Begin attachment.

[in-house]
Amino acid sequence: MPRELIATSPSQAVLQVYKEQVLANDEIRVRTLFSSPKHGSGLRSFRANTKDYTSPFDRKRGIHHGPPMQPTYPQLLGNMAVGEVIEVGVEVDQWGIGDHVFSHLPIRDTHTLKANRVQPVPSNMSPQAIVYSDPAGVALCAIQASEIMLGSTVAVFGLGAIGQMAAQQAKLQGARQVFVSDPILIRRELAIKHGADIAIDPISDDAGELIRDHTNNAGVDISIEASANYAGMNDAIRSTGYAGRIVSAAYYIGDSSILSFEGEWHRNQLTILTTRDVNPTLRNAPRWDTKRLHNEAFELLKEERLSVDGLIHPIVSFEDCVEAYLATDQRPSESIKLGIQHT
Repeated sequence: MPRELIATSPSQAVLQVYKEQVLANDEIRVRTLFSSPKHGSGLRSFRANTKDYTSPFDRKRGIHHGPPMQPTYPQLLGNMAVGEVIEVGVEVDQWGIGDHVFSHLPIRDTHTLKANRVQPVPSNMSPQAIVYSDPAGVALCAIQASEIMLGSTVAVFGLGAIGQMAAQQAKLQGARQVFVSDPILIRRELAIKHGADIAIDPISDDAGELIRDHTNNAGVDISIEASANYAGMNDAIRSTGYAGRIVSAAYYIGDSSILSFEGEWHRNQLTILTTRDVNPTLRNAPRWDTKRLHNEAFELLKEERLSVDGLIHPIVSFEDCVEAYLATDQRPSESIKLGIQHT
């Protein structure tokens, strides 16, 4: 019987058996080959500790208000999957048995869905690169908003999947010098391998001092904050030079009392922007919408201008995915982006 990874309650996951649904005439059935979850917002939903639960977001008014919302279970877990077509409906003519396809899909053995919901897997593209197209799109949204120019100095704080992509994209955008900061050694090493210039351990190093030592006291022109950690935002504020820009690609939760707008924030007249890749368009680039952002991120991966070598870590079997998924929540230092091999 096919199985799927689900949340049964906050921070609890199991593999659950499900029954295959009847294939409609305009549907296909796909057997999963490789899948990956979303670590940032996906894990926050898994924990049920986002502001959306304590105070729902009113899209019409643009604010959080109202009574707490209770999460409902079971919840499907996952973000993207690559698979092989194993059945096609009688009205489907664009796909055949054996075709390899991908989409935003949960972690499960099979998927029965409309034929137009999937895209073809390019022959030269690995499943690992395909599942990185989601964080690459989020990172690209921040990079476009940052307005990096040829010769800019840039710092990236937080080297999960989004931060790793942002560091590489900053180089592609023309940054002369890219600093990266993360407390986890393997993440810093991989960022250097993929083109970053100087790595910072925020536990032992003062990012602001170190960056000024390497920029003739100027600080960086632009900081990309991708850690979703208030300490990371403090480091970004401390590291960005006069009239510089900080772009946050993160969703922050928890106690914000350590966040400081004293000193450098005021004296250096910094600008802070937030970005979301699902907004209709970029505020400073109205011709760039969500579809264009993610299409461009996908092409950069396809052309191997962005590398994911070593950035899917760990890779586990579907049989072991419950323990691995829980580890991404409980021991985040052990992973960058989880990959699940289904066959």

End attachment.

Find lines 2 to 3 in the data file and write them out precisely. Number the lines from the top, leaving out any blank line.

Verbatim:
Amino acid sequence: MPRELIATSPSQAVLQVYKEQVLANDEIRVRTLFSSPKHGSGLRSFRANTKDYTSPFDRKRGIHHGPPMQPTYPQLLGNMAVGEVIEVGVEVDQWGIGDHVFSHLPIRDTHTLKANRVQPVPSNMSPQAIVYSDPAGVALCAIQASEIMLGSTVAVFGLGAIGQMAAQQAKLQGARQVFVSDPILIRRELAIKHGADIAIDPISDDAGELIRDHTNNAGVDISIEASANYAGMNDAIRSTGYAGRIVSAAYYIGDSSILSFEGEWHRNQLTILTTRDVNPTLRNAPRWDTKRLHNEAFELLKEERLSVDGLIHPIVSFEDCVEAYLATDQRPSESIKLGIQHT
Repeated sequence: MPRELIATSPSQAVLQVYKEQVLANDEIRVRTLFSSPKHGSGLRSFRANTKDYTSPFDRKRGIHHGPPMQPTYPQLLGNMAVGEVIEVGVEVDQWGIGDHVFSHLPIRDTHTLKANRVQPVPSNMSPQAIVYSDPAGVALCAIQASEIMLGSTVAVFGLGAIGQMAAQQAKLQGARQVFVSDPILIRRELAIKHGADIAIDPISDDAGELIRDHTNNAGVDISIEASANYAGMNDAIRSTGYAGRIVSAAYYIGDSSILSFEGEWHRNQLTILTTRDVNPTLRNAPRWDTKRLHNEAFELLKEERLSVDGLIHPIVSFEDCVEAYLATDQRPSESIKLGIQHT